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Re^2: Number of times I've used goto in Perl (sub, return++)

by tye (Sage)
on Mar 26, 2015 at 00:03 UTC ( #1121350=note: print w/replies, xml ) Need Help??

in reply to Re: Number of times I've used goto in Perl
in thread Number of times I've used goto in Perl

1) avoiding excessive nested blocks in terms of length and depth, 2) having a single point of return or exit from a routine or subroutine and 3) avoiding goto.

That's why Larry created subroutines.

And (2) is just a stupid restriction. Adding extra returns is one of the most effect refactoring tools I found.

- tye        

  • Comment on Re^2: Number of times I've used goto in Perl (sub, return++)

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Re^3: Number of times I've used goto in Perl (sub, return++)
by AnomalousMonk (Bishop) on Mar 26, 2015 at 01:02 UTC
    ... subroutines ... extra returns ...

    I don't understand these points.

    Certainly using multiple returns and/or refactoring code into subroutines can, in general, be extremely useful for improving the readability/reliability/maintainability of code.

    But the particular code example presented in Re: Number of times I've used goto in Perl has a rather unusual structure. There are two interleaved streams of function calls and instructions:

    • optional functions that may be called only if no previous optional function failed;
    • required function calls and instructions that must all be called in order even if any previous optional function call has failed.

    Using multiple returns and/or refactoring into subroutines (or even (shudder) using nested if-elsif-else blocks or conditional goto statements), it would certainly be possible to replicate the control flow of the OPed code, but again, I can't see how it would be any improvement on (anonymized user)'s basic approach; indeed, it seems to me that it could only be much worse. Can you give an example of what you envision?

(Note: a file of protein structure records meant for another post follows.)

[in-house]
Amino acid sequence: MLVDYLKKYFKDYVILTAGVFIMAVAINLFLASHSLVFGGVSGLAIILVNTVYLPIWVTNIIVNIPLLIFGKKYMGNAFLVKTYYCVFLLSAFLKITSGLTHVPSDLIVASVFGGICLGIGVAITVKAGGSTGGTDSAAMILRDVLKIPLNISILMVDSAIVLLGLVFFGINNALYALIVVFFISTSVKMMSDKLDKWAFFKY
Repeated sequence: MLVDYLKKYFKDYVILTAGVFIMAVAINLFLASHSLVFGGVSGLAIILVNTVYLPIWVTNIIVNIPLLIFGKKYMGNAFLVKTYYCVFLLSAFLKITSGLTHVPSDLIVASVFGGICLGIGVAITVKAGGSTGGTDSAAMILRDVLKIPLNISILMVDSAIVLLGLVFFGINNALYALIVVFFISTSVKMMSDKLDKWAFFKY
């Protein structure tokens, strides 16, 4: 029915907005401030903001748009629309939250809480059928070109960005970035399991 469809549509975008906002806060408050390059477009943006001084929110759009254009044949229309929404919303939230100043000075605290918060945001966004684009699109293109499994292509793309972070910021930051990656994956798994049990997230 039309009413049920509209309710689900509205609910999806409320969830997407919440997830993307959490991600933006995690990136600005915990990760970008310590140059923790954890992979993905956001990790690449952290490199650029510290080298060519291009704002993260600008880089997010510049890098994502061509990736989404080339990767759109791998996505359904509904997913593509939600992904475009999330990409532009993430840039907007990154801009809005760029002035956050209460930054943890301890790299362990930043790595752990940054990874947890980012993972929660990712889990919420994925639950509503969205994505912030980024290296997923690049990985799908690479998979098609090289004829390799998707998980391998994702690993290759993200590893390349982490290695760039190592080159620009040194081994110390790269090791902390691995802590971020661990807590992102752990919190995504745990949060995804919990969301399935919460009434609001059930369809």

Give a man a fish:  <%-(-(-(-<

      Yeah, I saw several things in that node. There was the topic of this thread (goto), the intro paragraph that said that this can conflict with 2 other things, and a prominent code comment suggesting that a label could be inserted if goto were used. And none of that seems to have anything to do (as far as I could figure out) with the alternating-&&= part of the code that you commented on. I agree that the &&= part of the code is interesting. I also fail to see where a goto would help any of the code shown.

      So I was only addressing the topic that matched the thread, the opening paragraph, and the prominent comment in the code.

      Perhaps it was actually desirable for the &&= short-circuiting to apply to all of the code so the better alternative was a lot of "goto failed if ! ...;" lines? That's my best guess, anyway.

      For such a case, the better approach I would do would be to change:

      sub do_lots_and_log { ... goto failed if ! method1(...); ... log("yay!"); return; failed: log("boo!"); }


      sub do_lots_and_log { if( do_lots(...) ) { log("yay!"); } else { log("boo!"); } } sub do_lots { ... method1(...) or return 0; ... return 1; }

      Sometimes "throw exception" is an even better solution than "early return", of course.

      - tye        

Re^3: Number of times I've used goto in Perl (sub, return++)
by shagbark (Acolyte) on May 06, 2018 at 02:36 UTC
    Adding extra returns makes it much more time-consuming for someone who didn't write the code to figure out what the return value of a routine is or means. (It also means extra code if you're using any debugging tools to check assertions or track runtime with code that executes at the start and end of important routines. Which I always do in Perl, because Perl has so little typing.)

    In fact, about the only time I use goto is to goto the exit point of a routine. The necessary label will notify anyone looking at that code that there is some internal path directly to it.

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